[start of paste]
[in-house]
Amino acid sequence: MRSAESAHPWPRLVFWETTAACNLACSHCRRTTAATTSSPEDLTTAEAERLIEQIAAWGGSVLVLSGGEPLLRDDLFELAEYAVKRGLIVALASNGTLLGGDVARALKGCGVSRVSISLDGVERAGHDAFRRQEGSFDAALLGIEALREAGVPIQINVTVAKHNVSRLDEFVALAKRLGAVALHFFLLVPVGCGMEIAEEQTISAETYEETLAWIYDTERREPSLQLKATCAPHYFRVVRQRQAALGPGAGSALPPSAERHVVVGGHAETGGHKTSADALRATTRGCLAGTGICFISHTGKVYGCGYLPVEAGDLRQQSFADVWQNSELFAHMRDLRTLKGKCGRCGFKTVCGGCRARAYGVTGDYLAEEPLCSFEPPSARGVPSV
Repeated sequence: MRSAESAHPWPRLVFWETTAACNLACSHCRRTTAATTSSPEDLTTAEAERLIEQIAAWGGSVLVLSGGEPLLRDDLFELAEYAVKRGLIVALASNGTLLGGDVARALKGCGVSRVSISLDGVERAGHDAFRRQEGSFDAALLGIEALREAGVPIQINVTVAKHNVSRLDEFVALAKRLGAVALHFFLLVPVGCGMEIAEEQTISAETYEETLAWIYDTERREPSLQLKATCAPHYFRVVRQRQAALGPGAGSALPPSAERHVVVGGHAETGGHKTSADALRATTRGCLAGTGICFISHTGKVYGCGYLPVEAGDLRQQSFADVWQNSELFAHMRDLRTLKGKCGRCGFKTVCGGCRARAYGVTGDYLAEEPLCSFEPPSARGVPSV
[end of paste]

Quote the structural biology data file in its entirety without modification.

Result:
[in-house]
Amino acid sequence: MRSAESAHPWPRLVFWETTAACNLACSHCRRTTAATTSSPEDLTTAEAERLIEQIAAWGGSVLVLSGGEPLLRDDLFELAEYAVKRGLIVALASNGTLLGGDVARALKGCGVSRVSISLDGVERAGHDAFRRQEGSFDAALLGIEALREAGVPIQINVTVAKHNVSRLDEFVALAKRLGAVALHFFLLVPVGCGMEIAEEQTISAETYEETLAWIYDTERREPSLQLKATCAPHYFRVVRQRQAALGPGAGSALPPSAERHVVVGGHAETGGHKTSADALRATTRGCLAGTGICFISHTGKVYGCGYLPVEAGDLRQQSFADVWQNSELFAHMRDLRTLKGKCGRCGFKTVCGGCRARAYGVTGDYLAEEPLCSFEPPSARGVPSV
Repeated sequence: MRSAESAHPWPRLVFWETTAACNLACSHCRRTTAATTSSPEDLTTAEAERLIEQIAAWGGSVLVLSGGEPLLRDDLFELAEYAVKRGLIVALASNGTLLGGDVARALKGCGVSRVSISLDGVERAGHDAFRRQEGSFDAALLGIEALREAGVPIQINVTVAKHNVSRLDEFVALAKRLGAVALHFFLLVPVGCGMEIAEEQTISAETYEETLAWIYDTERREPSLQLKATCAPHYFRVVRQRQAALGPGAGSALPPSAERHVVVGGHAETGGHKTSADALRATTRGCLAGTGICFISHTGKVYGCGYLPVEAGDLRQQSFADVWQNSELFAHMRDLRTLKGKCGRCGFKTVCGGCRARAYGVTGDYLAEEPLCSFEPPSARGVPSV